We’ve had mainstream exposure for the books (from Superbalist and City Press and GQ and so on) and exposure at literary festivals – but chain booksellers won’t bite. We’re about to start distributing these books in the UK, but still you can’t easily find a copy in my hometown. From next week it will be easier for my gran in Scotland to buy one of our books than my mum in Durban North!
Independent bookstores, however, and a number of Western Cape-based chain stores have been very supportive. I love those guys. Maybe I just have to work harder to convince everyone else.
You’re also involved in Short Story Day Africa and Prufrock. What are some of the lessons you’ve gained along the way?
In publishing, you can only rely on yourself. You have to assume no one is on your side until, over time, through actions, they prove they are. And once you have people on your side – like my colleagues at SSDA and Prufrock – you hold onto them jealously.
The other thing is that people in the publishing and literary industry now have to have a diverse skill set. You can’t just be a writer or a publisher. You need to also know how to design, or edit, or typeset, or market, or distribute, or events organise. The days of the single-skilled publishing professional are very much gone.
What are the things you dig most about being involved in literary initiatives?
Making people happy. Not just writers – whose work me and my colleagues try our best to champion – but also readers, and helping introduce people to new, current work that reflects their lives or their contemporaries’ lives, and books that make people feel that they are part of a particular, definable point in history and politics and nationhood. We live in a discombobulated age, and I think good books can be a great comfort. Our world isn’t very joyous. Literature could do well to trade in more joy.
You write both your own prose and poetry. Who and want have influenced your own work?
Flannery O’Connor, Catholic dogma, Njabulo Ndebele, four years of unsuccessfully trying to be a popular folk guitarist, MasterChef, Bruce Chatwin, the north coast of KwaZulu-Natal, Manchester United, Zadie Smith, Rustum Kozain, Sufjan Stevens, Ivan Vladislavic, public transport systems in foreign cities, Richard Rive, Sam Riviere, and the Recurring Tragedies of the Natal Sharks. My church is a broad one, evidently.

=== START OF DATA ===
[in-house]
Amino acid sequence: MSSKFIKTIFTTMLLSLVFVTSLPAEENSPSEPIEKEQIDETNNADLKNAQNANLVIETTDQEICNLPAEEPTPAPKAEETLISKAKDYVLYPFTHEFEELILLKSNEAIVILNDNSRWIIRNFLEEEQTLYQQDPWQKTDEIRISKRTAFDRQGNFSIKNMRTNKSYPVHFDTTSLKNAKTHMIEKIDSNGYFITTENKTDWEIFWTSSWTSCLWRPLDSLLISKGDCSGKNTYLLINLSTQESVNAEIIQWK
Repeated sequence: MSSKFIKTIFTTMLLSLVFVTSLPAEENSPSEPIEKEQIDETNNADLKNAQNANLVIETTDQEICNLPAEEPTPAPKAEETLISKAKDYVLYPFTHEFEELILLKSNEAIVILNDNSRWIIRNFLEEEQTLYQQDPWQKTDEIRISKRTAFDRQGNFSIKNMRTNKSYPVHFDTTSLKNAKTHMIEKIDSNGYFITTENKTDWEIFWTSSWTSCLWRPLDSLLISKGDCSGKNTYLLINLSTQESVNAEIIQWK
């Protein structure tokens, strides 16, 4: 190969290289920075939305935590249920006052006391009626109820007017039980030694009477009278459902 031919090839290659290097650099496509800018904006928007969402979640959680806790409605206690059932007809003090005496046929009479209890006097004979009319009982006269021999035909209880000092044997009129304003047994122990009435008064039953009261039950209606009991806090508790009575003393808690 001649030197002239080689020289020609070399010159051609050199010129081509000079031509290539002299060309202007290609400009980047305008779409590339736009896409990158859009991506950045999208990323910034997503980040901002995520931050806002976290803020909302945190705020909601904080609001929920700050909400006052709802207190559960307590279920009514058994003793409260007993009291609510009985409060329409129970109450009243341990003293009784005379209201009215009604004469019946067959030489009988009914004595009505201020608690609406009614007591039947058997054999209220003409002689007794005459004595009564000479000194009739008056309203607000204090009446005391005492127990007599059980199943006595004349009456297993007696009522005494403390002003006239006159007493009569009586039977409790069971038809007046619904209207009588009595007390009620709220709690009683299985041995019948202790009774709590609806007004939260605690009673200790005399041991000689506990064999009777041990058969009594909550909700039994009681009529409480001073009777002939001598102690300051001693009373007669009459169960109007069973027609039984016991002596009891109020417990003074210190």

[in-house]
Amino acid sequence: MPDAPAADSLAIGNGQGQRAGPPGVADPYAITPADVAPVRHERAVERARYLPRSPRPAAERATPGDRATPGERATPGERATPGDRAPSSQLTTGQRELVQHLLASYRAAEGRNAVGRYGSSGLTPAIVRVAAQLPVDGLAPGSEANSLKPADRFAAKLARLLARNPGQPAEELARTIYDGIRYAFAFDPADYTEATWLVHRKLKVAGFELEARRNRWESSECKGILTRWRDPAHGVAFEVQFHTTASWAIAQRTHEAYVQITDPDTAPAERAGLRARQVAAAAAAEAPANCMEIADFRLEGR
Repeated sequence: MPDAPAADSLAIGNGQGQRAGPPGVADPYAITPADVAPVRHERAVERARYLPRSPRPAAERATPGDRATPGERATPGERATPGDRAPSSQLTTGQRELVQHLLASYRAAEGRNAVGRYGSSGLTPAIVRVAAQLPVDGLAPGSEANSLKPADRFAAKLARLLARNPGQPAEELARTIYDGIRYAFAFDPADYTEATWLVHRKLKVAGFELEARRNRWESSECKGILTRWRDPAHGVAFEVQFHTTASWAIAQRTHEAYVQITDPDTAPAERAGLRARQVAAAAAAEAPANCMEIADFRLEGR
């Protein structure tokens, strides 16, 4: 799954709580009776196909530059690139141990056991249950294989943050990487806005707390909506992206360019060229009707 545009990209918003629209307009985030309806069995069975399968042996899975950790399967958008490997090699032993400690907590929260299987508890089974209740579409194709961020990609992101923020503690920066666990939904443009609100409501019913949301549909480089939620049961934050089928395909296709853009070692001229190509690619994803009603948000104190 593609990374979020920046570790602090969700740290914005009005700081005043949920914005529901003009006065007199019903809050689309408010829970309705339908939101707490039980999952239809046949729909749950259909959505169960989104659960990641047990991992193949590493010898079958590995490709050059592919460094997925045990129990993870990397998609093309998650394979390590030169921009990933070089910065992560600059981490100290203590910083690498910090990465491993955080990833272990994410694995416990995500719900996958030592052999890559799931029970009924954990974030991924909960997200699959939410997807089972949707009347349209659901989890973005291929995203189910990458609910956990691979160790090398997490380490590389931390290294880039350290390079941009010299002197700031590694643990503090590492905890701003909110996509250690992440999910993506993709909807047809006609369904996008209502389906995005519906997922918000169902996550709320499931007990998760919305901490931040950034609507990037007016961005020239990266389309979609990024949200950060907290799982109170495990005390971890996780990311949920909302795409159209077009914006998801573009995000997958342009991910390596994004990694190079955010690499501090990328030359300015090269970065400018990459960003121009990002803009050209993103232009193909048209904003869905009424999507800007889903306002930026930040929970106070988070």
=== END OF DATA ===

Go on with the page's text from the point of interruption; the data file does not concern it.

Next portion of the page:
There has been much debate around the polarised literary landscape in South Africa. What are ways in which it could be “decolonised”?
It doesn’t just need to be decolonised. It needs to be deglobalised, decapitalised and deapartheid-ised. (What a horrible trio of neologisms I’ve made there, but you get the point.)
There are more sinister forces at work than just the long and heavy shadow of colonial structure and ethos that falls over the publishing industry and the literary landscape. Yes, our publishing industry was imported wholesale from the colonial project and has re-inforced prejudicial and linguistic barriers over centuries. But unless we also address the way we cede our power and agency to positions of global prestige and power; and unless we address the cost-benefit analysis-driven modes of publishing that have become de rigeur (which in turn squash creativity and risk-taking) and the centralisation and suburbification of bookselling; and unless we do sustained work in introducing more black-led and intersectional works and initiatives into our industry, anything new and ostensibly decolonial will still uphold the greater part of our current status quo.
How do we go about that? Well, I think that’s another interview entirely.
Stations launches on 3 March at the Book Lounge in Cape Town.